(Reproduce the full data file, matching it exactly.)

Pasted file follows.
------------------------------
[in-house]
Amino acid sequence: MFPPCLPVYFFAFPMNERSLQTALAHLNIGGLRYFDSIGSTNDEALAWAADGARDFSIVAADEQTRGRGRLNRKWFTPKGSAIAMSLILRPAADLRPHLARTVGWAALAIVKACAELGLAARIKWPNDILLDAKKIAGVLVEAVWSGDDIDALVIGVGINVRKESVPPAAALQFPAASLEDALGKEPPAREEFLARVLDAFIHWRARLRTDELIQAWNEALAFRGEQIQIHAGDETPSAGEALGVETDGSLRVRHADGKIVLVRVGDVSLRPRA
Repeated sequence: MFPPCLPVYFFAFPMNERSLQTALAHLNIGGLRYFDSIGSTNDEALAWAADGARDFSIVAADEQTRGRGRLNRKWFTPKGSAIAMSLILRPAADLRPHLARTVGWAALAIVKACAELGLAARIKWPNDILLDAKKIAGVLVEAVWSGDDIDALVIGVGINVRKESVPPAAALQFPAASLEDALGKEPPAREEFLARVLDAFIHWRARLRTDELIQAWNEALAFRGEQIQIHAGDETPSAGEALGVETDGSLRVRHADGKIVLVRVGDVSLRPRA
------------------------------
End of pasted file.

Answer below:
[in-house]
Amino acid sequence: MFPPCLPVYFFAFPMNERSLQTALAHLNIGGLRYFDSIGSTNDEALAWAADGARDFSIVAADEQTRGRGRLNRKWFTPKGSAIAMSLILRPAADLRPHLARTVGWAALAIVKACAELGLAARIKWPNDILLDAKKIAGVLVEAVWSGDDIDALVIGVGINVRKESVPPAAALQFPAASLEDALGKEPPAREEFLARVLDAFIHWRARLRTDELIQAWNEALAFRGEQIQIHAGDETPSAGEALGVETDGSLRVRHADGKIVLVRVGDVSLRPRA
Repeated sequence: MFPPCLPVYFFAFPMNERSLQTALAHLNIGGLRYFDSIGSTNDEALAWAADGARDFSIVAADEQTRGRGRLNRKWFTPKGSAIAMSLILRPAADLRPHLARTVGWAALAIVKACAELGLAARIKWPNDILLDAKKIAGVLVEAVWSGDDIDALVIGVGINVRKESVPPAAALQFPAASLEDALGKEPPAREEFLARVLDAFIHWRARLRTDELIQAWNEALAFRGEQIQIHAGDETPSAGEALGVETDGSLRVRHADGKIVLVRVGDVSLRPRA